OK, so the primary purpose of my venture into the world of tech is to become a part of it. I am confident of the skills, creativity and work ethic I have to offer, but somewhat short on substantive CV matter. In the long term, this blog will hopefully serve as some part of a distributed resume – an aspect of a career bootstrap process.
One plank of this will be to publish project proposals – ideas for ventures of various kinds, more or less deeply considered – to give a flavour of the way I think, the areas I’m interested in, the thought processes I use.
Going public with ideas is an interesting undertaking – taking us straight to the heart of one of the startup dilemmas – are our ideas so precious (my precious…) that we need to keep them secret until we can unveil them in glory (or at least as an MVP), or is the need to find collaborators, to develop traction, so important that it requires us to come out in the open?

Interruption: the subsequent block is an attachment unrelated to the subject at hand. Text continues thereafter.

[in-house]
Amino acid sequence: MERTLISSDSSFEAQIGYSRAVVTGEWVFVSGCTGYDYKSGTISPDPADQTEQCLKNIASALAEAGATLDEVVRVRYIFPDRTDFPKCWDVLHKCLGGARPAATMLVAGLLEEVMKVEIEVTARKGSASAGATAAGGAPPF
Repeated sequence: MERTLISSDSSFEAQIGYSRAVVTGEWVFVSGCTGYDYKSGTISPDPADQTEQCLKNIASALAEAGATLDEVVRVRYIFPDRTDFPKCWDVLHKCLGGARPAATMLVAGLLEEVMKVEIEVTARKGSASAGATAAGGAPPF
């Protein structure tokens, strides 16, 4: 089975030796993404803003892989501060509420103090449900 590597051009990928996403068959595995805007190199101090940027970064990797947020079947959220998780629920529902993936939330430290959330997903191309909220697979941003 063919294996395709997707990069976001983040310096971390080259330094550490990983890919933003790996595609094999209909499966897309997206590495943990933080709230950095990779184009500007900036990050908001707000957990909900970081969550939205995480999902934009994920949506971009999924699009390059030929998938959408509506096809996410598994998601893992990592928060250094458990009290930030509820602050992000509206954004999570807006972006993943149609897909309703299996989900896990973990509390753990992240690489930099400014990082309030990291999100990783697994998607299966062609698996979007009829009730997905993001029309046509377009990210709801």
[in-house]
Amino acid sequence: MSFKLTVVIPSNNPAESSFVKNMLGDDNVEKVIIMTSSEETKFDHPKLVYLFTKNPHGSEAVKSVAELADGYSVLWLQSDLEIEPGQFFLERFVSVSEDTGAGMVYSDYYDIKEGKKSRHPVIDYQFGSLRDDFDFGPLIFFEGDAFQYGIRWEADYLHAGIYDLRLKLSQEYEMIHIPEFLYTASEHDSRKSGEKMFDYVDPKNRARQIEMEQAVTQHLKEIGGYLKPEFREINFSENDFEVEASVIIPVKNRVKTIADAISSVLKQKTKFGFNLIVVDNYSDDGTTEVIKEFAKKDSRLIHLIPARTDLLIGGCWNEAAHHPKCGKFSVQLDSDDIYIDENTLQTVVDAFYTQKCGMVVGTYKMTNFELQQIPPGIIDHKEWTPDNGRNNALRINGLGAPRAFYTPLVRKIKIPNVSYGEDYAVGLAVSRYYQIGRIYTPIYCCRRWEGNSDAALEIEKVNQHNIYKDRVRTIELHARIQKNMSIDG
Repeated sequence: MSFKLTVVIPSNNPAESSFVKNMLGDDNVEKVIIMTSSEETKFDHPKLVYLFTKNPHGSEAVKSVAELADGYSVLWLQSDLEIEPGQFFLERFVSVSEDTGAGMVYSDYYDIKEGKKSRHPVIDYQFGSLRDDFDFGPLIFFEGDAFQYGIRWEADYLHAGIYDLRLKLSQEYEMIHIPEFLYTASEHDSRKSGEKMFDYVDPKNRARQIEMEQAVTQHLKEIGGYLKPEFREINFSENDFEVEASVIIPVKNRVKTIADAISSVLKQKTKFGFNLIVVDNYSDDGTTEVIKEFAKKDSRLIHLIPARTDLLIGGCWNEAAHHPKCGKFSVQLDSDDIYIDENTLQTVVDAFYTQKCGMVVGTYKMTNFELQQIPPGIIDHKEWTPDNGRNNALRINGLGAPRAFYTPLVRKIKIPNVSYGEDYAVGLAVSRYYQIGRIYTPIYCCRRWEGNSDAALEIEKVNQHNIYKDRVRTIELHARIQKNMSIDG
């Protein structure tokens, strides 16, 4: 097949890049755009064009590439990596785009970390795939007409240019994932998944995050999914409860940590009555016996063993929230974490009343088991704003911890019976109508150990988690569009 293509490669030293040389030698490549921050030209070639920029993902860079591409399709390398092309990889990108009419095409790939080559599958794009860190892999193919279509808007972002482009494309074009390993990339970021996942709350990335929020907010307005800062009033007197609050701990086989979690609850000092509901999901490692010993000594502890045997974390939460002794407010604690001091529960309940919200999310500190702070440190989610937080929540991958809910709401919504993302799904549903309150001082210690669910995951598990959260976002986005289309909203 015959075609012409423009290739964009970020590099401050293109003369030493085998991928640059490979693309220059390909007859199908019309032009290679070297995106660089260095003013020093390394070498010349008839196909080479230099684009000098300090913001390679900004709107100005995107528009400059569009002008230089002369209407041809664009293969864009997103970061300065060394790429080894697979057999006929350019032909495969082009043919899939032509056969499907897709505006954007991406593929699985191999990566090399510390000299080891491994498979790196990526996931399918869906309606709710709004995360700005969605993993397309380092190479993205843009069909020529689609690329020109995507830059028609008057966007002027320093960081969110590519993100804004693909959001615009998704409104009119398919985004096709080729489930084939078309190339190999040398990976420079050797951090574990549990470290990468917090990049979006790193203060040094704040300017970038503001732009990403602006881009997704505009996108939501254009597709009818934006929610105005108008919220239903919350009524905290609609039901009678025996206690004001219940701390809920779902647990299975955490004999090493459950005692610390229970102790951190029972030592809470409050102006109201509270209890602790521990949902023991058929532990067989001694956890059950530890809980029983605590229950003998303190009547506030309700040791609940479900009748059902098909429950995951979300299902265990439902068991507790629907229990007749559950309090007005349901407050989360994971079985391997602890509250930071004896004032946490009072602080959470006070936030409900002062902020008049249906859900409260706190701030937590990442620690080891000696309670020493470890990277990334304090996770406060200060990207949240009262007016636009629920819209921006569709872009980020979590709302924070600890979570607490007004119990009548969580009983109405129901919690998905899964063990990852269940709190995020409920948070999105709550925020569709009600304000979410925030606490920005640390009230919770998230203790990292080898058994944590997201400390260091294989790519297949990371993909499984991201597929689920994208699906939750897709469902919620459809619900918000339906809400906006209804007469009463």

Do we need to fear that our ideas will be stolen/pre-empted/devalued by sharing them, or should we be confident that the process of sharing gives opportunities that will enhance the chances of success?
The answer, of course, is that this is a foolishly abstract question. The specifics are everything. Circumstances alter cases.
If, at one extreme, you have invented a method people can use for reliably assessing whether a new acquaintance is a viable life partner, and if furthermore, this method is relatively simple to implement after a brief explanation, then obviously you will keep it secret, working only with a few trusted individuals, then raise enough cash to launch big. On the other hand, if you are convinced that you know how to build a social media platform that will unseat Facebook, then it is a positive requirement to talk about it everywhere, in the hope of convincing someone, anyone, that it is worth investing five minutes in considering it.
Most ideas, of course, lie away from these extremes, somewhere on a continuum between them. To make an informed decision, you will need to ask yourself some questions, and chew over the answers. These are the sort of questions I mean;
- Do I need ‘in the know’ help to get to a proof of concept or MVP stage?
- What does the IP landscape around my idea look like (short-term / long-term)?
- To whom I going to be talking about it? Under what conditions?
- How difficult will it be to get the idea to market?